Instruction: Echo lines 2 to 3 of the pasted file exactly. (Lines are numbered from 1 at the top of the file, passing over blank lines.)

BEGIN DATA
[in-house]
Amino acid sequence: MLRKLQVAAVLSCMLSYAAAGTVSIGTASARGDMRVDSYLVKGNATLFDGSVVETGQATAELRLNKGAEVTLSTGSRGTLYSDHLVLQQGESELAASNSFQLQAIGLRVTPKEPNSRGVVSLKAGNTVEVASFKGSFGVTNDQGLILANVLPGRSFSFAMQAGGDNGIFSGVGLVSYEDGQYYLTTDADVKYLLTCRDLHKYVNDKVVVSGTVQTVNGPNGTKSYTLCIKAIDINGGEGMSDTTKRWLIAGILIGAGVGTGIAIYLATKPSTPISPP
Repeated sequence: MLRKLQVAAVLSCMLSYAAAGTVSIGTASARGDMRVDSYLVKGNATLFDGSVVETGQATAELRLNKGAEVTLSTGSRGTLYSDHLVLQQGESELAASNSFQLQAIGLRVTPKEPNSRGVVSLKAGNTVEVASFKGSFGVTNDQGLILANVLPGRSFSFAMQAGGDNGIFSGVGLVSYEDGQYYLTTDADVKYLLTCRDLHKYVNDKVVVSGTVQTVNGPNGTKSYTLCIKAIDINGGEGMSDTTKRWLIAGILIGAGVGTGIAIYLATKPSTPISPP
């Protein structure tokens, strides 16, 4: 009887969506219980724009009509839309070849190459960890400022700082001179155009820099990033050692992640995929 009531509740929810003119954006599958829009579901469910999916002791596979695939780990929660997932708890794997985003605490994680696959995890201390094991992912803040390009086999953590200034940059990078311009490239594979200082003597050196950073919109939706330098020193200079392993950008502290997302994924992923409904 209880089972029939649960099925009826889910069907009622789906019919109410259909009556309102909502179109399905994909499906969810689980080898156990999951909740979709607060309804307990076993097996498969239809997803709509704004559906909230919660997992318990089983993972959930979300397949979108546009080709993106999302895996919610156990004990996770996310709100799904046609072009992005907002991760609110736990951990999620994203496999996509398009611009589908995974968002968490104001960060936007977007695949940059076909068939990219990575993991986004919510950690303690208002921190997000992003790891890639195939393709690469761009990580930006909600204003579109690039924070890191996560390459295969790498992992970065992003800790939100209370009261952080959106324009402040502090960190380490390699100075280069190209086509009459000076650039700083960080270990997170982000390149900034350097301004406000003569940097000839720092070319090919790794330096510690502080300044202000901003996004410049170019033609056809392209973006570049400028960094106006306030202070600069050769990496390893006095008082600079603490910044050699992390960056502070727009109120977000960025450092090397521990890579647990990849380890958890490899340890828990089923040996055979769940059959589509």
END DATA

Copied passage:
Amino acid sequence: MLRKLQVAAVLSCMLSYAAAGTVSIGTASARGDMRVDSYLVKGNATLFDGSVVETGQATAELRLNKGAEVTLSTGSRGTLYSDHLVLQQGESELAASNSFQLQAIGLRVTPKEPNSRGVVSLKAGNTVEVASFKGSFGVTNDQGLILANVLPGRSFSFAMQAGGDNGIFSGVGLVSYEDGQYYLTTDADVKYLLTCRDLHKYVNDKVVVSGTVQTVNGPNGTKSYTLCIKAIDINGGEGMSDTTKRWLIAGILIGAGVGTGIAIYLATKPSTPISPP
Repeated sequence: MLRKLQVAAVLSCMLSYAAAGTVSIGTASARGDMRVDSYLVKGNATLFDGSVVETGQATAELRLNKGAEVTLSTGSRGTLYSDHLVLQQGESELAASNSFQLQAIGLRVTPKEPNSRGVVSLKAGNTVEVASFKGSFGVTNDQGLILANVLPGRSFSFAMQAGGDNGIFSGVGLVSYEDGQYYLTTDADVKYLLTCRDLHKYVNDKVVVSGTVQTVNGPNGTKSYTLCIKAIDINGGEGMSDTTKRWLIAGILIGAGVGTGIAIYLATKPSTPISPP